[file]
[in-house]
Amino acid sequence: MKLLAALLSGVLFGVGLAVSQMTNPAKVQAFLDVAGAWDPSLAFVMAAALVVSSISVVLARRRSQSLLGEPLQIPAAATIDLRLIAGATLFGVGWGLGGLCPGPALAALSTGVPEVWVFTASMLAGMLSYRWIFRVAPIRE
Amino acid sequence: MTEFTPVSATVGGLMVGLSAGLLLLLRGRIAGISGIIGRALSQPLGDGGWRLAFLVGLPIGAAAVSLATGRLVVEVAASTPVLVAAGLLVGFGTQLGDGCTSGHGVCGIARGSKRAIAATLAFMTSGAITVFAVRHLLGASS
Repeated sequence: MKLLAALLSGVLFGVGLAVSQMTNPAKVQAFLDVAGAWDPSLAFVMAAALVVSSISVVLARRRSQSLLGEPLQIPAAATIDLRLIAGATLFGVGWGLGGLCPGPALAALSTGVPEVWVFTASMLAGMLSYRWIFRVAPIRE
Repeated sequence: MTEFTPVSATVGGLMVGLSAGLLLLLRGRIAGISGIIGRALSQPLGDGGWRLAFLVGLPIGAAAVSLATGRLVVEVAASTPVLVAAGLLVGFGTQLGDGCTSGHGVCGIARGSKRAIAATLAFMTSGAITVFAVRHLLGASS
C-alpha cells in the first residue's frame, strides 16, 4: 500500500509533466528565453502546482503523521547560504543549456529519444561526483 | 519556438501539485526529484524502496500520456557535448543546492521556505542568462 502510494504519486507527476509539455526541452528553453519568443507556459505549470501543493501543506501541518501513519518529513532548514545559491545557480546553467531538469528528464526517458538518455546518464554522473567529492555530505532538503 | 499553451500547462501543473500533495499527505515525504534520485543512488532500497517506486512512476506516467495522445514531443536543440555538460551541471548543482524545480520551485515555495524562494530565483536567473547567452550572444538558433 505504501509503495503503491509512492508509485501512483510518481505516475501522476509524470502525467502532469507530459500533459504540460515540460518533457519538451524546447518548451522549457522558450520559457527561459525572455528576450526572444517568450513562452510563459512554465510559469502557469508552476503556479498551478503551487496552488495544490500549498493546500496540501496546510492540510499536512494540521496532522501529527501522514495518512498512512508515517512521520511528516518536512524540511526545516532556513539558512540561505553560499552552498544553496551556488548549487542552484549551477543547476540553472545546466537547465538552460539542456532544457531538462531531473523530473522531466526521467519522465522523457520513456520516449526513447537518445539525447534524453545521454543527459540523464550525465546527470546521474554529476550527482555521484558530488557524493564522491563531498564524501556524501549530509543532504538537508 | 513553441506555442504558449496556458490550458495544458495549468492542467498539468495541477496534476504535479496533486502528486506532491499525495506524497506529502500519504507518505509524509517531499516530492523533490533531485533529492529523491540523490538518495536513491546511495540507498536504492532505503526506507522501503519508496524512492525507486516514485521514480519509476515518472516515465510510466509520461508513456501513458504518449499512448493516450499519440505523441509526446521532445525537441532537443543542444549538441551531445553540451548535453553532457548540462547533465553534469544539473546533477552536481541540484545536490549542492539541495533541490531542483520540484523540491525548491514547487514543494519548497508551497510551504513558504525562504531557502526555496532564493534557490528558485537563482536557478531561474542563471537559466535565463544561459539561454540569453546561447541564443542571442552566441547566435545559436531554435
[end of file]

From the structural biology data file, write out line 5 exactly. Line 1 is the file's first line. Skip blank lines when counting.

Repeated sequence: MTEFTPVSATVGGLMVGLSAGLLLLLRGRIAGISGIIGRALSQPLGDGGWRLAFLVGLPIGAAAVSLATGRLVVEVAASTPVLVAAGLLVGFGTQLGDGCTSGHGVCGIARGSKRAIAATLAFMTSGAITVFAVRHLLGASS